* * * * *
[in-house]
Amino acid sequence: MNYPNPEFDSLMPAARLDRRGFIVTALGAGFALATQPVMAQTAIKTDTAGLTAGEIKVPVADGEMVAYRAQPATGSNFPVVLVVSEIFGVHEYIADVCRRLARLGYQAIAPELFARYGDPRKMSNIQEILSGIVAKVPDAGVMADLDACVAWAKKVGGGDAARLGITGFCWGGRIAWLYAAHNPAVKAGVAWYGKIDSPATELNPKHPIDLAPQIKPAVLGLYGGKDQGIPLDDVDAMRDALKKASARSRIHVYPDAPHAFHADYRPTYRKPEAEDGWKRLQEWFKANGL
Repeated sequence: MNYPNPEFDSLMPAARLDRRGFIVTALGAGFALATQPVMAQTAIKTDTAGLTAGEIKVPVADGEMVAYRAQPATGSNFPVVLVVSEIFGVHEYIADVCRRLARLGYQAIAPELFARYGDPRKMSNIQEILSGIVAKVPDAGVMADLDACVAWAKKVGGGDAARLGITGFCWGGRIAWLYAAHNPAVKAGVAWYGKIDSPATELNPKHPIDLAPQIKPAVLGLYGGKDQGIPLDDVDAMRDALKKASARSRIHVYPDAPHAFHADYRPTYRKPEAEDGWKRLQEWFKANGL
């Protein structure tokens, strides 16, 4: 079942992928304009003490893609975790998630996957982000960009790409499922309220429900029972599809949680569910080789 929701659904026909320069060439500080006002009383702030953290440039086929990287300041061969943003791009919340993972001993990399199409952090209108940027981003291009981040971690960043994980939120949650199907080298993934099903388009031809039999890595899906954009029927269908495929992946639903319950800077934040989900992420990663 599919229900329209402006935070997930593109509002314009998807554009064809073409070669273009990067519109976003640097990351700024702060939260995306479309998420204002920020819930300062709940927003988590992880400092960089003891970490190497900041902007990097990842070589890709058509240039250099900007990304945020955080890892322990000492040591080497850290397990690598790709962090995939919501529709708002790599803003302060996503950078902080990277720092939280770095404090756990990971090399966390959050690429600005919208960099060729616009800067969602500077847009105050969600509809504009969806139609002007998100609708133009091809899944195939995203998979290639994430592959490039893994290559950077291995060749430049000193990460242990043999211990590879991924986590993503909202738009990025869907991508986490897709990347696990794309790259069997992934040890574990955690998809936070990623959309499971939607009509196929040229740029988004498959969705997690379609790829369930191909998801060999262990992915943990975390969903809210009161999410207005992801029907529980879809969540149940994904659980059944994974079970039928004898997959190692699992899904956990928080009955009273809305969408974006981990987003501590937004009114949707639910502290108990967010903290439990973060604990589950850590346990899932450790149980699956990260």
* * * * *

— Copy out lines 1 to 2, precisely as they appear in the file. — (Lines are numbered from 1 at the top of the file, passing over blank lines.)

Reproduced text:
[in-house]
Amino acid sequence: MNYPNPEFDSLMPAARLDRRGFIVTALGAGFALATQPVMAQTAIKTDTAGLTAGEIKVPVADGEMVAYRAQPATGSNFPVVLVVSEIFGVHEYIADVCRRLARLGYQAIAPELFARYGDPRKMSNIQEILSGIVAKVPDAGVMADLDACVAWAKKVGGGDAARLGITGFCWGGRIAWLYAAHNPAVKAGVAWYGKIDSPATELNPKHPIDLAPQIKPAVLGLYGGKDQGIPLDDVDAMRDALKKASARSRIHVYPDAPHAFHADYRPTYRKPEAEDGWKRLQEWFKANGL